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Published on Feb 28, 2016

Abstract

The goal of this project is to track a small flying robot (10g) while it is freely flying in 6x7m experimentation room called “holodeck”. This room is equipped with eight projectors hanging from the ceiling and allowing to simulate a virtual reality on the walls of the room . This room also contains a network camera with a fisheye lens that provides an hemispherical view of the entire room. Such a visual tracking is highly desirable for trajectory reconstruction and analysis to measure the behaviors of the robot in this environment.

By comparing actuator commands to the obtained trajectory, it will also be helpful to get the parameters of a flight dynamic model to allow realistic simulation. Images are recorded using a frame rate of 15 fps. An image differentiation is then applied on two consecutive images. The obtained blobs correspond to the robot position and the position of the shadow.

The spherical azimuth (phi) and zenith (theta) angles of the blobs in the image can be calculated. These two angles are then transformed in the Cartesian coordinate system of the room. The earlier approach as suggested by Julien Reuse used a single camera and utilized the robot shadow on the walls to estimate the 3D position of the flying robot in the experimental room.

To understand the trajectory of the flying robot better, we must localize it in the 3 dimensions of the experimental room. There are many ways by the use of sensors to track an object moving in a given environment. We can put onboard sensors on the moving object or use external sensors to localize the object.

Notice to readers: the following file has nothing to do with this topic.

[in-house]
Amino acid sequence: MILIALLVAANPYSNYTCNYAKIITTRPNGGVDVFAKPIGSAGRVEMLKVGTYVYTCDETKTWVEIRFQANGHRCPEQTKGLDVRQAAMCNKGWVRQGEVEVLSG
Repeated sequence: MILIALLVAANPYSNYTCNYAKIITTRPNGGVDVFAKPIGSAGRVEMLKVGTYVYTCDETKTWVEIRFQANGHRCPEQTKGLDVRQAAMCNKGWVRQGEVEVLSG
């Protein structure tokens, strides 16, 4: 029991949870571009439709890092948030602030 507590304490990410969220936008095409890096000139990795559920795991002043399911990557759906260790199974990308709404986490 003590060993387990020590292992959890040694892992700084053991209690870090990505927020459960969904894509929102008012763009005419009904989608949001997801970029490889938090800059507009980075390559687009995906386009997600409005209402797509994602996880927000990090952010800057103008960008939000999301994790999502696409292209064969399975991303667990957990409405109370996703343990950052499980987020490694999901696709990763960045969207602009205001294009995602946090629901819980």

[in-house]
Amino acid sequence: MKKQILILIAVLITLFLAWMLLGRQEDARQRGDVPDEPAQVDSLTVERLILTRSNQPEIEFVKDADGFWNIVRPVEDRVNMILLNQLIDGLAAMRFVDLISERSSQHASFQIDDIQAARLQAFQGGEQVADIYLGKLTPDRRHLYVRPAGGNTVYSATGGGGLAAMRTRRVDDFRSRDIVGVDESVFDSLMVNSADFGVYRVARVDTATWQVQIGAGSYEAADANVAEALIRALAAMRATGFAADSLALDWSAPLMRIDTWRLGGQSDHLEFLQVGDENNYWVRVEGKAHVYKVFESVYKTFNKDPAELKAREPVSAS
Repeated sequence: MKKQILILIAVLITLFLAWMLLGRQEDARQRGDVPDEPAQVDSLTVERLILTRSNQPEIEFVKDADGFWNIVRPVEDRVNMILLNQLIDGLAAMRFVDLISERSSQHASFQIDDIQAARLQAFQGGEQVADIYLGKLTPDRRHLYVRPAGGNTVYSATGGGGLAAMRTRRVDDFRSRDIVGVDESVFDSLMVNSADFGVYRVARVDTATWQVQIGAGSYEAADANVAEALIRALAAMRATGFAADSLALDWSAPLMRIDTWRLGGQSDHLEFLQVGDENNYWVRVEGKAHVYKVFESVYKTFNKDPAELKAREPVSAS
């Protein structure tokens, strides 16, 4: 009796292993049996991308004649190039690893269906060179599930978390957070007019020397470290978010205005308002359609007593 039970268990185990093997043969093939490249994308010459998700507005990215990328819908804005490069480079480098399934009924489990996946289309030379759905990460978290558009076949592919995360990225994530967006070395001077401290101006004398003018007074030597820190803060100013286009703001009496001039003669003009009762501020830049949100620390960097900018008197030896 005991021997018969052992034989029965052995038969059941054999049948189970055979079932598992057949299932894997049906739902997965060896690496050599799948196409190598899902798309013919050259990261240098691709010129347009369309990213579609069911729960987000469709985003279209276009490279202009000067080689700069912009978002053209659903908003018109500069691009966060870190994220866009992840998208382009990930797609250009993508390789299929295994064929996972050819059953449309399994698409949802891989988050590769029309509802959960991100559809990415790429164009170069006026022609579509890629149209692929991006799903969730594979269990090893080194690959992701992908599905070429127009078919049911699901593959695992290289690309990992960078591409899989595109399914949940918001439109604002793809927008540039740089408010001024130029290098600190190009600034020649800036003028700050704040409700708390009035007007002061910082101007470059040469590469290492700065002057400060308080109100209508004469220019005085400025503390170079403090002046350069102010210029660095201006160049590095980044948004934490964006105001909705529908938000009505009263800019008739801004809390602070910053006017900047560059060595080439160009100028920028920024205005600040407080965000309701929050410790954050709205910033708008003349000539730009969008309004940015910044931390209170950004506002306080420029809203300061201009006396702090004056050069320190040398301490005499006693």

As the flying robot we are trying to localize is very light in weight (~5.2 grams) [1], onboard localizing devices or sensors of any kind are ruled out for this cause. Consequently, it need to be tracked by means of external systems such as acoustic trackers or vision systems.

The cameras we plan to use have a hemispherical field of view and the scene is projected into the image plane is omnidirectional [illustration 2]. A most difficult part of this localization attempt is the coordinate transformation between the image taken with the camera and the real Cartesian coordinates of the flying robot in the experimental room.

Each camera is based on a network interface and gives a realtime visual intelligence. It has a builtin video motion detector and enables to digitally pantiltzoom either the live field or the recorded images

When an image is recorded through a camera, a 3 dimensional scene is projected onto a 2 dimensional plane (the film or a light sensitive photo sensitive array). Thus, we lose a degree of freedom and it will be interesting to retrieve the position of the object in a XYZ space. The interpretation of 3D scenes from 2D images is not a trivial task. However, there exist different possibilities like the use of stereo imaging or triangulation methods in which vision can become a powerful tool for environment capturing [20]. Some methods are already well known and can be resumed

Project Done by Kaushik